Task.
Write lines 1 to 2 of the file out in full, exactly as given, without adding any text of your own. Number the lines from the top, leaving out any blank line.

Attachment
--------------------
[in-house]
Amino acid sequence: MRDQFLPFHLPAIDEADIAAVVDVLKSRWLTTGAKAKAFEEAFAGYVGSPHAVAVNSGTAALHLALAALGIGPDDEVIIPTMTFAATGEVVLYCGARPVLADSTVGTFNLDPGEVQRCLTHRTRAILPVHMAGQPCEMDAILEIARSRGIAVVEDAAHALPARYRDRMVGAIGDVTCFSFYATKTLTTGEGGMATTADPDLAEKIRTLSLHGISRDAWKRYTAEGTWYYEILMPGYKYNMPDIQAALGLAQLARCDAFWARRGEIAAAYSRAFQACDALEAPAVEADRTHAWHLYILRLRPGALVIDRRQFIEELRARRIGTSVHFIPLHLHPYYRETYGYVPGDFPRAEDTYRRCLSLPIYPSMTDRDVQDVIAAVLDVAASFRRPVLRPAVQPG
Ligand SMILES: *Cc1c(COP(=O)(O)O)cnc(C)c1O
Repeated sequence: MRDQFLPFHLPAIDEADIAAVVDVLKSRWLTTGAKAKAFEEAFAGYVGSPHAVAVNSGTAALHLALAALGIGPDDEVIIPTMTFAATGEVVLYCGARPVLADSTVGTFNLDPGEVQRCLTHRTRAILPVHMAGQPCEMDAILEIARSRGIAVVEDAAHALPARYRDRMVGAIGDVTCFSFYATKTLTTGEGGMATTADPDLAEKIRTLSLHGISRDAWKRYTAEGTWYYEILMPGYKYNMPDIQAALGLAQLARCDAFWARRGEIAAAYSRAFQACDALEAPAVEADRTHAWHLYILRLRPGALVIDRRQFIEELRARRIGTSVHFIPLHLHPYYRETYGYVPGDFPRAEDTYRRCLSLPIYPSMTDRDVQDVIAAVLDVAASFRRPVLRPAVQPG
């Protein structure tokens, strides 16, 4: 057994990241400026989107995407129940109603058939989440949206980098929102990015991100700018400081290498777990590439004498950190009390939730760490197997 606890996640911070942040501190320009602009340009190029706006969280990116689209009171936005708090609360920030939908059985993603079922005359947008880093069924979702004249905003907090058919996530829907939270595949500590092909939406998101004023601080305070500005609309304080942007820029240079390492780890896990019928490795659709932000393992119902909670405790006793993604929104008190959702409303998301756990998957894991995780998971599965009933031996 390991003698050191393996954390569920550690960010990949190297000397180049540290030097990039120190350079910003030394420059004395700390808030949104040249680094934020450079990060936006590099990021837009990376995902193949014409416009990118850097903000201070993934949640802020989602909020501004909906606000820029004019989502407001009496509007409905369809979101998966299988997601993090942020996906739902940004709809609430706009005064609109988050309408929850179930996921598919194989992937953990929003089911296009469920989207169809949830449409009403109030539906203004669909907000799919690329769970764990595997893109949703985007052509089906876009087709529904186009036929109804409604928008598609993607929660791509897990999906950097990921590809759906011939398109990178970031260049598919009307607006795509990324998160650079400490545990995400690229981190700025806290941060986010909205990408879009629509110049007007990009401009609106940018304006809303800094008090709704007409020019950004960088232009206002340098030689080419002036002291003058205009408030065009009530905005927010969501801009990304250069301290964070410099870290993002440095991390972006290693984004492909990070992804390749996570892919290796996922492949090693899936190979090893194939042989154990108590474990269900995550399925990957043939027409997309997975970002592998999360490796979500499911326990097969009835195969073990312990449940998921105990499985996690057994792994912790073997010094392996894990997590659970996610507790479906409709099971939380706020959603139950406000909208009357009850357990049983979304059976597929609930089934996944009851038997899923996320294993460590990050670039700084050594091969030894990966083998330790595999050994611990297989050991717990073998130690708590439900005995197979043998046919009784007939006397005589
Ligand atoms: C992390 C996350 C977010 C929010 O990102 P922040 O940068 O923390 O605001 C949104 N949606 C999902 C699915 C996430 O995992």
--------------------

[in-house]
Amino acid sequence: MRDQFLPFHLPAIDEADIAAVVDVLKSRWLTTGAKAKAFEEAFAGYVGSPHAVAVNSGTAALHLALAALGIGPDDEVIIPTMTFAATGEVVLYCGARPVLADSTVGTFNLDPGEVQRCLTHRTRAILPVHMAGQPCEMDAILEIARSRGIAVVEDAAHALPARYRDRMVGAIGDVTCFSFYATKTLTTGEGGMATTADPDLAEKIRTLSLHGISRDAWKRYTAEGTWYYEILMPGYKYNMPDIQAALGLAQLARCDAFWARRGEIAAAYSRAFQACDALEAPAVEADRTHAWHLYILRLRPGALVIDRRQFIEELRARRIGTSVHFIPLHLHPYYRETYGYVPGDFPRAEDTYRRCLSLPIYPSMTDRDVQDVIAAVLDVAASFRRPVLRPAVQPG